Case Study - Ulnar Nerve Palsy

June 2020

The ulnar nerve is one of the 3 large nerves that extend from the neck down to the hand - along with the median nerve and radial nerve. If the ulnar nerve is injured the patient usually describes a typical pattern of tingling or numbness - worst in the little and ring fingers. Think of what happens if you bump your 'funny bone'. When that happens, you are actually bumping your ulnar nerve, and you tend to feel it in your little finger.

This 60yo woman spontaneously developed an ulnar nerve palsy several months ago. First she noticed some tingling in the fingers, and then her little, ring and middle fingers started to 'claw'. The exact cause of her nerve palsy was never identified, but may be related to her long history of diabetes.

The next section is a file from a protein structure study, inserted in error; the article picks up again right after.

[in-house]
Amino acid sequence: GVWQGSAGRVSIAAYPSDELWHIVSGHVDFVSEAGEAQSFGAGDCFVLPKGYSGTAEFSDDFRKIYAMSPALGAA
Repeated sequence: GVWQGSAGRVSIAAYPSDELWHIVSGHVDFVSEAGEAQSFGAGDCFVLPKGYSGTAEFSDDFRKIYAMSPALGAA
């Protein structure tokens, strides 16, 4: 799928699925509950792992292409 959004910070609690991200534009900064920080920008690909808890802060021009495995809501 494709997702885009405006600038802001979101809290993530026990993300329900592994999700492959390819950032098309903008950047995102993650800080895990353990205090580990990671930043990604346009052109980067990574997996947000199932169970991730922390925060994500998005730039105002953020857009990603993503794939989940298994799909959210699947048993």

In the picture showing her clawed fingers, she is trying as hard as she can to straighten her fingers. Unfortunately, the ulnar nerve palsy causes weakness of certain small hand muscles (called lumbricals). which means that the harder she tries to straighten, the worse the clawing becomes. Over many months of persistent clawing her knuckles have become very stiff, and now even with help she can't straighten her fingers.

We have fitted her with a custom-made thermoplasdtic splint called a static-progressive splint. Each stiff finger has its own little sling which is pulled up by the fishing line, through the outrigger, and back to some velcro so she can control the tension herself. She will apply gentle tension to each finger, and will try to build up her tolerance until she can wear the splint for several hours a day.

No amount of extra knuckle flexibility is going to make her ulnar nerve function better. But hopefully we can help her hand to be much looser, easier to manage, and more comfortable.